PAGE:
The court observed that the nature of the proceedings under the Act are ‘in rem’ and not ‘in personam’ and consequently affect public interest at large. The commission owes its duty to prevent anti-competitive conduct towards the market as a whole, and is not concerned with the rights of a single individual, entity or enterprise. Emphasis was laid on the fact that the CCI also has the power to take suo-moto cognisance under Section 19(1) of the Act, and inquire into any alleged anti-competitive conduct. The information of such conduct may be provided to the CCI by any person, who may or may not be personally aggrieved.
The NCLAT judgment was weary of a liberal interpretation of the term ‘any person’ under Section 19(1) (a) of the Act, as it could lead to false claims for ‘oblique motives’ and vexatious litigation. On the other hand, the Supreme Court correctly stated that remedy for such concerns is enshrined in section 45 of the Act itself which provides a hefty penalty up to Rs. 1 crore for false claims. Therefore, the NCLAT’s fear was misplaced as there are sufficient deterrents within the Act itself which provides a safeguard against litigations arising out of frivolous, malicious and false claims.
The Court further supported its findings by analysing the 2009 Regulations, under which Regulation 10 does not mandate an informant to ‘state how he is personally aggrieved by the contravention of the Act’, but only mandates a statement of facts and details concerning the alleged contravention. The bench further stated that the fact that public interest is at the core of the Act is also evidenced by Regulation 25.
In view of the aforementioned considerations, the Supreme Court ruled that any person can be an informant, irrespective of whether such person was personally aggrieved or not. This judgment was in line with past precedents, such as the approach of COMPAT in the case of Shri Surendra Prasad v Competition Commission of India. [rn1] The COMPAT in this case held that the plain texts of Sections 18 and 19, read along with Section 26(1) of the Act revealed that the legislative intention was to not prescribe any conditions for filing an information under Section 19(1)(a).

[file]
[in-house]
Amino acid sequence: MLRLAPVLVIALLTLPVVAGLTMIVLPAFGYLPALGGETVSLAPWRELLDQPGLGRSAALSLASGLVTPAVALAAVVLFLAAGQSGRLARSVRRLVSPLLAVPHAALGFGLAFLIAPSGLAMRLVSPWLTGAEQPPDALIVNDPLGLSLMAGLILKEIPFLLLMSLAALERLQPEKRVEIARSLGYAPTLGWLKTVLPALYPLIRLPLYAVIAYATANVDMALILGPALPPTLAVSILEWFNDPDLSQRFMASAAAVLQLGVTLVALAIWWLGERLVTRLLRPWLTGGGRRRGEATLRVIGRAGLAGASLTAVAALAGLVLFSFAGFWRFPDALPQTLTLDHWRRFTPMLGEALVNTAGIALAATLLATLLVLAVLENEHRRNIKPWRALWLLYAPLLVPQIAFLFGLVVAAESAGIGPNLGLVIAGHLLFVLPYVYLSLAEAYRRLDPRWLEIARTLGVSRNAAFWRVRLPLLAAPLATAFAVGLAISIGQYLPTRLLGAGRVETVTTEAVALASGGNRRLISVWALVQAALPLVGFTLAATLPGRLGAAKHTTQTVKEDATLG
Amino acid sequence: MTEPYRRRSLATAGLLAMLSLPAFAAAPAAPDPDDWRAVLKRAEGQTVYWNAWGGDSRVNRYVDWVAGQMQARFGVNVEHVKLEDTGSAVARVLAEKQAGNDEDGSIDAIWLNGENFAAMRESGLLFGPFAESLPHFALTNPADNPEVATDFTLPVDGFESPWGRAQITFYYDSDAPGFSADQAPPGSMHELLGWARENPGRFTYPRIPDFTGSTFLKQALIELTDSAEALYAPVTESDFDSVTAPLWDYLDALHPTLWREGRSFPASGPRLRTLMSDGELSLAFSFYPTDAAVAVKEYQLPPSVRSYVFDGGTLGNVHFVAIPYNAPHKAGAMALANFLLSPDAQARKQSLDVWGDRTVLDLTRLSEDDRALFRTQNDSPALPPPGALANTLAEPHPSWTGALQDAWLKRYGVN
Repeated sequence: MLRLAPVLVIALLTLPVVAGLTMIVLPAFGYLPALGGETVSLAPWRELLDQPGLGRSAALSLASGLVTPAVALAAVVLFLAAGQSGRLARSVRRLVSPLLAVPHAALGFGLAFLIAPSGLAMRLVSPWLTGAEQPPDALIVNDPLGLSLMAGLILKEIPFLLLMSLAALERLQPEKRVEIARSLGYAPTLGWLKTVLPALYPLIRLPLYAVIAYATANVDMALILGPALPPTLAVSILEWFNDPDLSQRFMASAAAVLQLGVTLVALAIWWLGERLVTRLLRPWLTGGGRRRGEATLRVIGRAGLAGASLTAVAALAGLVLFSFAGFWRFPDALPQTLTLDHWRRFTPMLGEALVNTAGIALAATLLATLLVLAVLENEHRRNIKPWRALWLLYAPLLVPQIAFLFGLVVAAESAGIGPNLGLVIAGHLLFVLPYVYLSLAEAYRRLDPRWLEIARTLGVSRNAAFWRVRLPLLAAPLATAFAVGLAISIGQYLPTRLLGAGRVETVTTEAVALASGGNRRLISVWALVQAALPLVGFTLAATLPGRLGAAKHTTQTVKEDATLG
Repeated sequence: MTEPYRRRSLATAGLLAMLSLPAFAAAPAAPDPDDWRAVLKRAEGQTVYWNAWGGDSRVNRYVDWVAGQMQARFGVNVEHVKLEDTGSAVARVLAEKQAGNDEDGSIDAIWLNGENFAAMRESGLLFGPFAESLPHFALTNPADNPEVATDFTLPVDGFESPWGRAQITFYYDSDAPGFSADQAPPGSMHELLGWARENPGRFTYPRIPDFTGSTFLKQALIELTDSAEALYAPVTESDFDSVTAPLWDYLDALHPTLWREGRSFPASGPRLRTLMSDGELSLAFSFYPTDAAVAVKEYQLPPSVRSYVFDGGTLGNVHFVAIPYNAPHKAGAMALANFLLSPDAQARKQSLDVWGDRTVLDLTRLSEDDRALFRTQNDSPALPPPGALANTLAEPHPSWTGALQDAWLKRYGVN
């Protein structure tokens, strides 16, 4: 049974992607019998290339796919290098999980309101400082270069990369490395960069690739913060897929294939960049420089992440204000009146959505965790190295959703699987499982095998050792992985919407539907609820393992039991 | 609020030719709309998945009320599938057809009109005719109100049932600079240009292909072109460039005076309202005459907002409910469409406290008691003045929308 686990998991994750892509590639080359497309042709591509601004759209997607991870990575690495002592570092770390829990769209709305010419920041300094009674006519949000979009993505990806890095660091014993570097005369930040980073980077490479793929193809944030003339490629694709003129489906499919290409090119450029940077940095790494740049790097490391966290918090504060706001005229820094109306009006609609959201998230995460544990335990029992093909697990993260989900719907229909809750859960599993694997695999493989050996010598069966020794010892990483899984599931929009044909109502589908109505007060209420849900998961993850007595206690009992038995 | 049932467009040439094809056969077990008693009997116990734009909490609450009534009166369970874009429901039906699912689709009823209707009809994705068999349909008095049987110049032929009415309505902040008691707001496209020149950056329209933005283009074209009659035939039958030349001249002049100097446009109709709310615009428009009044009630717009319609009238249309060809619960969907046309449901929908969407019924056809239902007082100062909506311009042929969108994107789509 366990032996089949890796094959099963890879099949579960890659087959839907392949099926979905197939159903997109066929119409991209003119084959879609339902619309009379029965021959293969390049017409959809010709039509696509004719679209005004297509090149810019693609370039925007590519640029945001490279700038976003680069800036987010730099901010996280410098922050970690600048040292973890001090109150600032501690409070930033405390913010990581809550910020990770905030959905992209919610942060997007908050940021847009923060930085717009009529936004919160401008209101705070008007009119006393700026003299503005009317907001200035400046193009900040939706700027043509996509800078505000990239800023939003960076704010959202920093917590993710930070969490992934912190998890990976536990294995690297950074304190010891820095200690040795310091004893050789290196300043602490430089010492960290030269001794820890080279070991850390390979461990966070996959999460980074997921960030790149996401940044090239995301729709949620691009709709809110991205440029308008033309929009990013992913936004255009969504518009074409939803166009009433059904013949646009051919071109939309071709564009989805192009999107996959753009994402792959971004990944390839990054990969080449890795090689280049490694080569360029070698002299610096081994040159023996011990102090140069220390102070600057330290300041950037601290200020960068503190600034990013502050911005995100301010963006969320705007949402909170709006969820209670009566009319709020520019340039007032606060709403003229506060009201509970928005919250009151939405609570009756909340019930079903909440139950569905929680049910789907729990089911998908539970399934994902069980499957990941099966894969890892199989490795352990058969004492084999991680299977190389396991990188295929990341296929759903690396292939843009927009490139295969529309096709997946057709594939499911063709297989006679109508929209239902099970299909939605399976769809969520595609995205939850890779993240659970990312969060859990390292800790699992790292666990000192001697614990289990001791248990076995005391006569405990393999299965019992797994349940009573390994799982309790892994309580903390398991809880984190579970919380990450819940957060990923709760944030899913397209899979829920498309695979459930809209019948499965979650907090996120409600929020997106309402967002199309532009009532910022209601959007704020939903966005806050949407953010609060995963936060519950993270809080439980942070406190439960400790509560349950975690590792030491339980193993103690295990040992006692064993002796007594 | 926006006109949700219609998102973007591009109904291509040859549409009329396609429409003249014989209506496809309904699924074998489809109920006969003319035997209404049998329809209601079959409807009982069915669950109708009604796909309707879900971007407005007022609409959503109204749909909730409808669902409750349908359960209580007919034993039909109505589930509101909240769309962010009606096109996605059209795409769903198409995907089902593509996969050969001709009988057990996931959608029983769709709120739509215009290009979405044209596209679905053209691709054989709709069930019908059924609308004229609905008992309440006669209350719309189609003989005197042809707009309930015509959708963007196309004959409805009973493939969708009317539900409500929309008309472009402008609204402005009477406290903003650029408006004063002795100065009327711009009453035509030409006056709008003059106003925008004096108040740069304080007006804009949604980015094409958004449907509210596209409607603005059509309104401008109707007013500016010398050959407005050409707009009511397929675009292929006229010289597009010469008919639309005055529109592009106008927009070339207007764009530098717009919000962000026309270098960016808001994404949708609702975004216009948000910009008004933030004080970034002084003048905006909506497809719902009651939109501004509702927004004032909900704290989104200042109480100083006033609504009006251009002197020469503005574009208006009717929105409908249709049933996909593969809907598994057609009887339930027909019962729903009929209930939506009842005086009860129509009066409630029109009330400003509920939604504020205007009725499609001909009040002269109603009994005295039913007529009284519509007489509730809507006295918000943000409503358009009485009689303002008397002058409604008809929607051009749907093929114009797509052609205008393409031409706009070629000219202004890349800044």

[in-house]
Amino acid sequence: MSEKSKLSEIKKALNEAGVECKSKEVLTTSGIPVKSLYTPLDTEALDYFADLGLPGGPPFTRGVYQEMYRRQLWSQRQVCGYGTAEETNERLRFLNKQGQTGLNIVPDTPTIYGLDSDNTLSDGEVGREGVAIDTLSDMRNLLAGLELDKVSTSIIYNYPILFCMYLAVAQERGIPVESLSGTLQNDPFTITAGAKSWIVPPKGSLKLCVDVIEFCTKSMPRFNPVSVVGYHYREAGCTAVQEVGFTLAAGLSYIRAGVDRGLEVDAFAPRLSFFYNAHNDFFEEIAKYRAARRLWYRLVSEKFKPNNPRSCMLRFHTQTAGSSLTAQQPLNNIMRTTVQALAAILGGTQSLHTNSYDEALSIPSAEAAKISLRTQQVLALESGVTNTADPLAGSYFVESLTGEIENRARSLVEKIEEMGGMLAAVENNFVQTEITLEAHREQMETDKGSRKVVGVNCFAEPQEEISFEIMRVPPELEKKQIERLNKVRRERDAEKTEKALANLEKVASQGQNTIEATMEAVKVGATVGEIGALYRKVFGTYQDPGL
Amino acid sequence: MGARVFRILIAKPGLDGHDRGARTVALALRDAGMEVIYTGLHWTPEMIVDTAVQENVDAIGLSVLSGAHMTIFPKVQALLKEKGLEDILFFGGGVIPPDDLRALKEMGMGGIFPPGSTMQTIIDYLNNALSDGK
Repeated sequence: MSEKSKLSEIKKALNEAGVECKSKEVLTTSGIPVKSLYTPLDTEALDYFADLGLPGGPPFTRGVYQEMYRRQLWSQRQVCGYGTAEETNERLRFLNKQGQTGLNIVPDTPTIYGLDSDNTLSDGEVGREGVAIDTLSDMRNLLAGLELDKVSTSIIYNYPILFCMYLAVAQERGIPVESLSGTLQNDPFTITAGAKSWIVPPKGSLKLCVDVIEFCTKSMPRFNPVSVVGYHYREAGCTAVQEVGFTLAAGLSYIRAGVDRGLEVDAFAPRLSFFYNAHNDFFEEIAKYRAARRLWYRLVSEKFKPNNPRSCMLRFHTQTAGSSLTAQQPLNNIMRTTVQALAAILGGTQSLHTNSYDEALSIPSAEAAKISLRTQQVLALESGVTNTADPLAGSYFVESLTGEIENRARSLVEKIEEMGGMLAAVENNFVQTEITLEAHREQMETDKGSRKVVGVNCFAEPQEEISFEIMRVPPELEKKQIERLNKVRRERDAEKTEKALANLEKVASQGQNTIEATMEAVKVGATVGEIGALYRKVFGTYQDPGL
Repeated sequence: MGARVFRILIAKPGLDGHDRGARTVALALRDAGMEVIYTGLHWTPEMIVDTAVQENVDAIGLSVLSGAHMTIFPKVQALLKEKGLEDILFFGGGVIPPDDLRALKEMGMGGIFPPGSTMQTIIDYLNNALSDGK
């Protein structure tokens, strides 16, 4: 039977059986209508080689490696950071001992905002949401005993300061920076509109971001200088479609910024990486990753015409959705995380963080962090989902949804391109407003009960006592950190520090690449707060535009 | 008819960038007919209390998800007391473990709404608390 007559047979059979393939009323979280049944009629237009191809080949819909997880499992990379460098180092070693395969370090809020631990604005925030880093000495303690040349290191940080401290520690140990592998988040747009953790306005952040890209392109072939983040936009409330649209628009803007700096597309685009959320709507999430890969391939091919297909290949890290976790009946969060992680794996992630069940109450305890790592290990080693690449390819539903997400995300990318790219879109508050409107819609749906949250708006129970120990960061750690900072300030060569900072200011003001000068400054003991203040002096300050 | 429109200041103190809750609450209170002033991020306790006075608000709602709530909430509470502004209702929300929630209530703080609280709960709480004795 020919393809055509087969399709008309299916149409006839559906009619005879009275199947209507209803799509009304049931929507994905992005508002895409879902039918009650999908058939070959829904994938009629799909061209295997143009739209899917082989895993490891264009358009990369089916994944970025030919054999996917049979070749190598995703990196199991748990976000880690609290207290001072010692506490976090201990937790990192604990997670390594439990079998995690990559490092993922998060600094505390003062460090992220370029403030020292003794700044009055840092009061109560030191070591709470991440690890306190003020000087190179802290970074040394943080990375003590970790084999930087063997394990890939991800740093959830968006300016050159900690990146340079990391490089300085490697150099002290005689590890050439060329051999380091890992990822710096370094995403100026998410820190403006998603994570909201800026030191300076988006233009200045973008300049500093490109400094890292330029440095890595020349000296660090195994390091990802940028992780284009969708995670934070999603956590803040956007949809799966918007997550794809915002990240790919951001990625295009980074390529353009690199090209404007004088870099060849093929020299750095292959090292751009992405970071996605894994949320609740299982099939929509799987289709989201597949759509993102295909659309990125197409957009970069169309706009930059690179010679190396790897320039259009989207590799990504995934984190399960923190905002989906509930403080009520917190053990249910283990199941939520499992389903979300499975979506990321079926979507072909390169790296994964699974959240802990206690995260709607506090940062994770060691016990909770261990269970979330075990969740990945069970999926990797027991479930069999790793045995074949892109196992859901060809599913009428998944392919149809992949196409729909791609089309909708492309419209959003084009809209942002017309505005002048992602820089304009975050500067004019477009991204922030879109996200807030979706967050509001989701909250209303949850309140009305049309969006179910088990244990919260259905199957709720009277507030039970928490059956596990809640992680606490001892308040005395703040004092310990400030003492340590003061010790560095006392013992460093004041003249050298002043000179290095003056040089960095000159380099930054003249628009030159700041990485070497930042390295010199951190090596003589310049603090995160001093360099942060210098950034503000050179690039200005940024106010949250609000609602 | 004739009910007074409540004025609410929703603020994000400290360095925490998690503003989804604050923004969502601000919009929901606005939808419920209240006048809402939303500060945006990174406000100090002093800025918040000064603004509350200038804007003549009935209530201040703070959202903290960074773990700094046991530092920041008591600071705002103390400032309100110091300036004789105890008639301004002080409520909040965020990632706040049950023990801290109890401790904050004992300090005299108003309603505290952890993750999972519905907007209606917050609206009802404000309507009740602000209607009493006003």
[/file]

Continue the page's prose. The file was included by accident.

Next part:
Concluding Remarks and Analysis
This decision by the Supreme Court is a positive stride towards formulating an unambiguous precedent. The narrow interpretation given to section 19 by the NCLAT was remedied to ensure that the essence of competition law is kept intact. Such an interpretation would not only hamper the legal regime but also make it significantly difficult for whistle-blowers to shed light on anti-competitive practices. It becomes clear from the preamble and Section 18 of the Act that CCI has an indispensable duty of safeguarding interests of consumers at large and maintaining fair competitive conditions in the market. It is important to note that the NCLAT’s order went against international best practices and was antithetical to India’s booming antitrust regime. In fact, in more advanced competition jurisdictions such as the United Kingdom, informants and whistle-blowers are actively encouraged to report anti-competitive conducts and aid the relevant authorities in this regard. The Competition and Markets Authority of the United Kingdom can use different external sources of information from complainants and whistle-blowers to initiate an anti-trust probe. There is also no further ambiguity regarding the CCI’s functions, as it has been deemed to be adjudicatory, inquisitorial and regulatory in nature. Supreme Court has strongly re-iterated that public interest is at the core of Act and the proceedings under it. The Supreme Court’s ruling has ensured that the prevailing market conditions in India will be pushed to be fairer and more competitive, and a robust whistleblowing practice has arguably been put in place.
[rn1]The author is requested to insert the citation or hyperlink.